“In addressing these issues, the Standards insist on the following:

  • That an arts education is not a hit-or-miss effort but a sequenced and comprehensive enterprise of learning across four arts disciplines, thus ensuring that basic arts literacy is a consequence of education in the United States;
  • That instruction in the arts takes a hands-on orientation (i.e., that students be continually involved in the work, practice, and study required for effective and creative engagement in all four arts disciplines);
  • That arts education can lead to interdisciplinary study; achieving standards involves authentic connections among and across the arts and other disciplines;
  • That taken together, these Standards offer, for the first time in American arts education, a foundation for educational assessment on a student-by-student basis. ” (CNAEA, p. 10).

Why is this important? Teachers in our country, especially arts teachers, teaching artists and teachers who partner with teaching artists to deliver quality arts integration have developed a professional stance that asks students to demonstrate their understanding of what is being taught by showing their evidence of learning. It makes sense to teachers and to some policymakers to amplify that professional stance by designing a set of standards and assessments that are more grounded in teacher practice of observing student achievement, rather than assessing student achievement through standardized tests that serve as proxies for student learning.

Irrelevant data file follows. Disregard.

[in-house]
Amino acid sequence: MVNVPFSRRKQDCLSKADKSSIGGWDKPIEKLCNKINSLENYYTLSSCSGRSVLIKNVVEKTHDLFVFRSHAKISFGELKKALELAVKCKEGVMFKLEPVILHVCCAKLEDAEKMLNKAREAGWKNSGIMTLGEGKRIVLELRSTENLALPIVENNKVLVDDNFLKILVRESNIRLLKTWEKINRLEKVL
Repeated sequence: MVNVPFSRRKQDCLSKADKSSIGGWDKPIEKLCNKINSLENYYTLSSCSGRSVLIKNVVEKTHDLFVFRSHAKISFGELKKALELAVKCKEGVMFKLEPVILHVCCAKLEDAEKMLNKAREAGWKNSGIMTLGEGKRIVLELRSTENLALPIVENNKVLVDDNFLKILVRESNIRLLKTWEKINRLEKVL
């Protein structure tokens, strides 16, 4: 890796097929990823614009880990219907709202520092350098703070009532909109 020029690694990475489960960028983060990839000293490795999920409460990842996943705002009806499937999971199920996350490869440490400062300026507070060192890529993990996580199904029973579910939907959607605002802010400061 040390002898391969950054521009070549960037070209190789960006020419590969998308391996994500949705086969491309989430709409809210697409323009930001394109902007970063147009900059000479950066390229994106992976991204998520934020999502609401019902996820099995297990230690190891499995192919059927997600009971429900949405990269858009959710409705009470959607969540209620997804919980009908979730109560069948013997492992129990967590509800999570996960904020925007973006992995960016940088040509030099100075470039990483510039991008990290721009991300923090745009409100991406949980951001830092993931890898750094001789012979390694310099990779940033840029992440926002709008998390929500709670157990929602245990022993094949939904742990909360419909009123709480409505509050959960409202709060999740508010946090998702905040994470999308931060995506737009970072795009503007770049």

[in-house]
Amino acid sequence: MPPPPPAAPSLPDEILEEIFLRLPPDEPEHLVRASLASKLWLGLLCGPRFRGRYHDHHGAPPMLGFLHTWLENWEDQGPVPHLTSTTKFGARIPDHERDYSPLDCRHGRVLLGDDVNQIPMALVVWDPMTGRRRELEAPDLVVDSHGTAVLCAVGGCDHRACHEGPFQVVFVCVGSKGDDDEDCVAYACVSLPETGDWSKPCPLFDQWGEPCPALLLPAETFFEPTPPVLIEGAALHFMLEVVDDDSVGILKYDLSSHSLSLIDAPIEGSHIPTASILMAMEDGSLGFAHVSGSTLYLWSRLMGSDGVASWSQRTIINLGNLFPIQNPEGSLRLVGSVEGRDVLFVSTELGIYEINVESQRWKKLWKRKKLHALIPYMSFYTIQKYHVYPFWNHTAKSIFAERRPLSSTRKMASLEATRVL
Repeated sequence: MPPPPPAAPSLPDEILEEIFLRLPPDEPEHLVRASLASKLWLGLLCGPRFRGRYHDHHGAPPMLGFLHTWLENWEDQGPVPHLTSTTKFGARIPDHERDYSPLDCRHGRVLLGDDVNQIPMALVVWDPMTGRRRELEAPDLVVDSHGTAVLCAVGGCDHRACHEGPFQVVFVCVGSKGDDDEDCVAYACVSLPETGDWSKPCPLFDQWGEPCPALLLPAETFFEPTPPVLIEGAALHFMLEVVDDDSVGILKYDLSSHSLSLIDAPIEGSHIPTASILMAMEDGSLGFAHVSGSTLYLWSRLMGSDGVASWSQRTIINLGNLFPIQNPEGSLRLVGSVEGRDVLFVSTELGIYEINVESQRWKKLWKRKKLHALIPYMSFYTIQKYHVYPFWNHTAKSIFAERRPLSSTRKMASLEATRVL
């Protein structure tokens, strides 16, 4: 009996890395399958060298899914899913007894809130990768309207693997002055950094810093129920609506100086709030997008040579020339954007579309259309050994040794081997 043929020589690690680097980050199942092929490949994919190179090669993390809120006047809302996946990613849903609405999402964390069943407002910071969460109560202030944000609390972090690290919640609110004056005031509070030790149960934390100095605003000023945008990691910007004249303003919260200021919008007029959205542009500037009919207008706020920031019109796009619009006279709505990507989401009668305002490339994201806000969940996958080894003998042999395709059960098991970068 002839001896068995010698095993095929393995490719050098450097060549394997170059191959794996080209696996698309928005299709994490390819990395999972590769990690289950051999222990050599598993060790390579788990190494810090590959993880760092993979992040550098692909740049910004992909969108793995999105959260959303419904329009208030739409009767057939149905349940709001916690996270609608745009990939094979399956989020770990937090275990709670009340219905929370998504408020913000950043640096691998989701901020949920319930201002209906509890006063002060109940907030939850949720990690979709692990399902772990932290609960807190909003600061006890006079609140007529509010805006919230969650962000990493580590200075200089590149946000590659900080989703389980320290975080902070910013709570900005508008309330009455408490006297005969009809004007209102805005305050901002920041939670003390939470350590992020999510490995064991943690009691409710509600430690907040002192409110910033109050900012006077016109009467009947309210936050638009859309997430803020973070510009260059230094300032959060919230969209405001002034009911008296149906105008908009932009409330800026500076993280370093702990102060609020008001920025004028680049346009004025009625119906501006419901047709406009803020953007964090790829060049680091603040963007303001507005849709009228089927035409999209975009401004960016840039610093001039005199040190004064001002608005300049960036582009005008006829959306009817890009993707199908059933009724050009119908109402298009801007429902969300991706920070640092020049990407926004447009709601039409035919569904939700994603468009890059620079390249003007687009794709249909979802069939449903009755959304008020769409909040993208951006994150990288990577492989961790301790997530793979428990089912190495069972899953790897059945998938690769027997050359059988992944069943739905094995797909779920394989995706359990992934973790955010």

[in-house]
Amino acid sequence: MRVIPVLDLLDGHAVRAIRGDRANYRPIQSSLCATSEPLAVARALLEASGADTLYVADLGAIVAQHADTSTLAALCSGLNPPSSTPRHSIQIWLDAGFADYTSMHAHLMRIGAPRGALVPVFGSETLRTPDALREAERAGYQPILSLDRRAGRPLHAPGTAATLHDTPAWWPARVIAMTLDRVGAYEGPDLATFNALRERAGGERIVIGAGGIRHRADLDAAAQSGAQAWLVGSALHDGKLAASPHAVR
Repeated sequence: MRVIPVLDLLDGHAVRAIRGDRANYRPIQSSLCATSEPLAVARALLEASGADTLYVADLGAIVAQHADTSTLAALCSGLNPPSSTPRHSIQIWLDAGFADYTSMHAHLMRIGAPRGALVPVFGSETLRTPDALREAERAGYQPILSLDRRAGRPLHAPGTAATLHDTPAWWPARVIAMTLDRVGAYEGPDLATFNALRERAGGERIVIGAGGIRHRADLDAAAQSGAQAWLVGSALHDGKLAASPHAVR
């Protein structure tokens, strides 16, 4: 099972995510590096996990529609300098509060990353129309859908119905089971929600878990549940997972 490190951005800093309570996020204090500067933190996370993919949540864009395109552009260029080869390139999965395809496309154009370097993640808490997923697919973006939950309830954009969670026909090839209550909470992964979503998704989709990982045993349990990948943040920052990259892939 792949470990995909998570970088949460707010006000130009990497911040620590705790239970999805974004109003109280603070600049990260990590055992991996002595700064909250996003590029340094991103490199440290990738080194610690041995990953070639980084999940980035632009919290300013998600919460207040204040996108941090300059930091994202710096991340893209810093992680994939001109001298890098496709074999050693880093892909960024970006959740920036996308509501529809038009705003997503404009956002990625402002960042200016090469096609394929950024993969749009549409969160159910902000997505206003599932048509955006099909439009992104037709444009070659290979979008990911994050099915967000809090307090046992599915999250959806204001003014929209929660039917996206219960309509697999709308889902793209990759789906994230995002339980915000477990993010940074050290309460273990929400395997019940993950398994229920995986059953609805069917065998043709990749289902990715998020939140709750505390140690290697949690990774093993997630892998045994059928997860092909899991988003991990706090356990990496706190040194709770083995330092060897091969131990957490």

What would this look like in practice? The current re-do of the national core arts standards continues the field of arts education’s use of Creating, Performing and Responding standards and adds Connecting to those. This is fully displayed in the new national core arts standards example (N.B., Visual Arts Standards taken directly from the National Core Arts Standards,

Example Using National Core Arts Standards in Visual Arts at 2nd Grade

Discipline: Visual Arts

Artistic Processes: Creating, Presenting, Responding, and Connecting

Title: Self-Portraits: Communicating Personal Interests